'It is time to act': Jason Momoa & Joanna Lumley's global plea for Great Barrier Reef

    Hollywood stars Jason Momoa and Joanna Lumley joined an international group advocating for the protection of the endangered Great Barrier Reef.

    <p>Jason Momoa (Source: Wikimedia Commons)</p>

    Jason Momoa (Source: Wikimedia Commons)

    "The scientific evidence is beyond doubt: the Great Barrier Reef is in danger and it is time to act," resonates a global statement supported by Hollywood actor Jason Momoa and British actress Joanna Lumley. This joint call to arms emerged as the pair united with activists, scientists, and conservationists, rallying for the Great Barrier Reef's inclusion in the 'in danger' list of world heritage sites.

    Joanna Lumley (Source: Wikipedia)

    "We Must Act Now": The Fight to Save a World Heritage Site

    As reported by The Guardian in July 2021, the world's largest reef system teeters on the brink of extinction, pushed by global heating-induced coral bleaching in 2016, 2017, and 2020. In light of this, Momoa and Lumley joined the chorus of voices demanding immediate action. "There is still time to save the Great Barrier Reef, but Australia and the world must act now," the group declared in their statement.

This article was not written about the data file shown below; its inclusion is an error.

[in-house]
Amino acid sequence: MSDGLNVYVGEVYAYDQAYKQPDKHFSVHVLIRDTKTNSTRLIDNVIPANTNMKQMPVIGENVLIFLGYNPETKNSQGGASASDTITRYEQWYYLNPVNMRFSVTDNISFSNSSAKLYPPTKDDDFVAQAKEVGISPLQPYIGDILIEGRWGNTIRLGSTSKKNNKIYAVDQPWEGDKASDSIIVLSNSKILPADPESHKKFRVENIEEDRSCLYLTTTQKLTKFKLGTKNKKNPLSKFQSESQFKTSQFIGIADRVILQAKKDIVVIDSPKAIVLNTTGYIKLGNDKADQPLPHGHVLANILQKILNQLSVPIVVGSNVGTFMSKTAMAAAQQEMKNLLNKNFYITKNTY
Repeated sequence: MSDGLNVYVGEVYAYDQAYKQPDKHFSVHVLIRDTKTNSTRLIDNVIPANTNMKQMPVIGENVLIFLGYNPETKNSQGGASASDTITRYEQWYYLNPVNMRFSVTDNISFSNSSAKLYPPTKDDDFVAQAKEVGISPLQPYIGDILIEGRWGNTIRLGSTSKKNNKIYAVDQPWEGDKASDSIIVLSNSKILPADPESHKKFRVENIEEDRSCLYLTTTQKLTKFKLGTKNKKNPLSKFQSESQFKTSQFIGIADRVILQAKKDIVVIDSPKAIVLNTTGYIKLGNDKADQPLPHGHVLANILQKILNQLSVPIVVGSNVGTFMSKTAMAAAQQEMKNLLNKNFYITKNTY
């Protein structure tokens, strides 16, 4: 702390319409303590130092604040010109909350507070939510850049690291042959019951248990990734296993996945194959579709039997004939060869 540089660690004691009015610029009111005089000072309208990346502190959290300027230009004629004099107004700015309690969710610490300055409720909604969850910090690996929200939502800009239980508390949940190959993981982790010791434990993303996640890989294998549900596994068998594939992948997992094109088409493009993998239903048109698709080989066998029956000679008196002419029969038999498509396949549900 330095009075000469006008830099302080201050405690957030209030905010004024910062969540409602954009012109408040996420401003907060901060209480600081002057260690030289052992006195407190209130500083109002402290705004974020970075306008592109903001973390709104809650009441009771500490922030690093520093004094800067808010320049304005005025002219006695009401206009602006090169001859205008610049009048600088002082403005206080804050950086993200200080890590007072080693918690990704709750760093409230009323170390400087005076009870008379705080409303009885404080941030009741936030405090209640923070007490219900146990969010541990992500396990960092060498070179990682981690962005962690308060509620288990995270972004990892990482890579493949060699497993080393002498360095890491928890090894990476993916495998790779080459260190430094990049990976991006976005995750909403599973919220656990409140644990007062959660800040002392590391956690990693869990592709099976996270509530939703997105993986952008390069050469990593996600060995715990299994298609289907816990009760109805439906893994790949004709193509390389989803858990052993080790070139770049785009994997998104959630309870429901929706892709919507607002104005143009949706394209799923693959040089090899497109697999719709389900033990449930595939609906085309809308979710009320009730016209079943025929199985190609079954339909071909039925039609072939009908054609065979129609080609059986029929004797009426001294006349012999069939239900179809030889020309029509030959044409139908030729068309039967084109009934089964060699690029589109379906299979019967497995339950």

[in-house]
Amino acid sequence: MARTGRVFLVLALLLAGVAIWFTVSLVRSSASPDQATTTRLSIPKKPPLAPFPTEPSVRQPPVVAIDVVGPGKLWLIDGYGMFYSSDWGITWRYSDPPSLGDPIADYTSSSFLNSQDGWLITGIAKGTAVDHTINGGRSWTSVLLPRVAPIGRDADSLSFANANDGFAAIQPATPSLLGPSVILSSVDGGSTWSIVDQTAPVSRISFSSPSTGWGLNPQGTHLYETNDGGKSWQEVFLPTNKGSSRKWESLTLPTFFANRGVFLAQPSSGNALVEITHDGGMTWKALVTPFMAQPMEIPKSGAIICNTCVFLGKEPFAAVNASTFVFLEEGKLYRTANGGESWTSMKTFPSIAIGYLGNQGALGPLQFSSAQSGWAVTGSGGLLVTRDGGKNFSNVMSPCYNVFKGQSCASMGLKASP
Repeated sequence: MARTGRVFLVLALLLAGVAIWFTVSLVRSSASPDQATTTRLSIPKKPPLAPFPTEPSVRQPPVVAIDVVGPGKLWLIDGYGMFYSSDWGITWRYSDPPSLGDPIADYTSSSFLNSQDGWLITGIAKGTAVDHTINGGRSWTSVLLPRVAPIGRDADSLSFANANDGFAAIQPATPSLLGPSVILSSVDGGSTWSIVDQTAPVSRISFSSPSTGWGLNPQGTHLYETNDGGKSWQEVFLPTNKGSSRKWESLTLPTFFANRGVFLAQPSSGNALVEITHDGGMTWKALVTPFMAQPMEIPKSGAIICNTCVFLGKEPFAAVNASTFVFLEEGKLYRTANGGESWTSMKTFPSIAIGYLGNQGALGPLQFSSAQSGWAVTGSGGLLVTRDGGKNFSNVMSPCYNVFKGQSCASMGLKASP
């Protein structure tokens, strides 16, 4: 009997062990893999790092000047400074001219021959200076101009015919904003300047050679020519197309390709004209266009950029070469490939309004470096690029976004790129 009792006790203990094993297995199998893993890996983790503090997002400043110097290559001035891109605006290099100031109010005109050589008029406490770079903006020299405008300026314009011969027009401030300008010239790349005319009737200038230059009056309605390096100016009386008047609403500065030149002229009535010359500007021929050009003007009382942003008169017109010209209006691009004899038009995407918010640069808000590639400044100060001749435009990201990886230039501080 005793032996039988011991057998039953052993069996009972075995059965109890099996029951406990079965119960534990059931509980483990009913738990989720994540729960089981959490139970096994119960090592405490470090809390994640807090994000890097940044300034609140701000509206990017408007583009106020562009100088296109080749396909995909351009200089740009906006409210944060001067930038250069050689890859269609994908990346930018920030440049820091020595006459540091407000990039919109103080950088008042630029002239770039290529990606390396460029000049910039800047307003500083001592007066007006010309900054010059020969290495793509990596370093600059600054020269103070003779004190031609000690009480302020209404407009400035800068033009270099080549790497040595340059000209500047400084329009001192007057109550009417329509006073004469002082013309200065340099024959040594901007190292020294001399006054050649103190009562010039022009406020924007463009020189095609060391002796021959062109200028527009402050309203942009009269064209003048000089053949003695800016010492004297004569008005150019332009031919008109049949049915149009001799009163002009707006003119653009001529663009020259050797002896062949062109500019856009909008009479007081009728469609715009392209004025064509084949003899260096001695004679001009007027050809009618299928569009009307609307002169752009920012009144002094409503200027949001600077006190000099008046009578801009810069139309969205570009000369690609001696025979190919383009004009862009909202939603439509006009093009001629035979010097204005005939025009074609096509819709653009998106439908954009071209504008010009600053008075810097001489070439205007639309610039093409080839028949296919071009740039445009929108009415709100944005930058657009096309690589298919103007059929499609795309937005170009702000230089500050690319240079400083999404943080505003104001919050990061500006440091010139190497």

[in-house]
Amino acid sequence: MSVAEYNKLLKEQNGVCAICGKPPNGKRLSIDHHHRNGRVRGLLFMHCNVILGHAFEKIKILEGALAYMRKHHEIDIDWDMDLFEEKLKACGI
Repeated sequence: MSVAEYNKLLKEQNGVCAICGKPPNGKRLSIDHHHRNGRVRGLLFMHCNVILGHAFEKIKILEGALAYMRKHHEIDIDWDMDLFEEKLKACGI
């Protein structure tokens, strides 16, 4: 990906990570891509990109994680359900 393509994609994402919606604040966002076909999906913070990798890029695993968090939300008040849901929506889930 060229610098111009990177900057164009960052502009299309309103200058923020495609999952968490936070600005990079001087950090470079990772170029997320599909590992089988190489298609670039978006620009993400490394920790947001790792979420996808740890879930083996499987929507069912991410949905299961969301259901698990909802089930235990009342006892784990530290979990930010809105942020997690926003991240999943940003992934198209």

Jason Momoa (Source: livekindly)

    Hollywood's Aquaman Championing Earth's Oceans

    Lauded for his on-screen aquatic heroics as Aquaman, Jason Momoa extends his passion for the ocean off-screen as well. Alongside notable figures such as Prince Albert of Monaco and Australian singer Cody Simpson, Momoa endorsed UNESCO's call to action, urging the World Heritage Committee to endorse the recommendation.

    This international campaign met resistance from Australia's government, which fought to block the proposed listing. Despite this, the group's plea persisted, as they asserted the necessity for Australia, as the reef's custodian, to demonstrate global leadership on climate action to preserve the reef's future.

    "The influential individuals who have signed up to this statement are from all over the world, showing that adoration and alarm for our reef is not just a concern for Australians," said Darren Kindleysides, the chief executive of the Australian Marine Conservation Society.

    No world heritage site has ever been designated "in danger" due explicitly to the impacts of global heating. Yet, the crisis enveloping the 2,300 km Great Barrier Reef, a testament to nature's grandeur listed as a world heritage site since 1981, challenges this precedent.

    In a world where celebrity influence reigns, it's invigorating to see stars like Jason Momoa leveraging their reach to illuminate urgent environmental crises. If we're to believe in Aquaman, then indeed, there's still time to save the Great Barrier Reef, and it is time to act.

    (Several parts of the text in this article, including the title, were generated with the help of an AI tool.)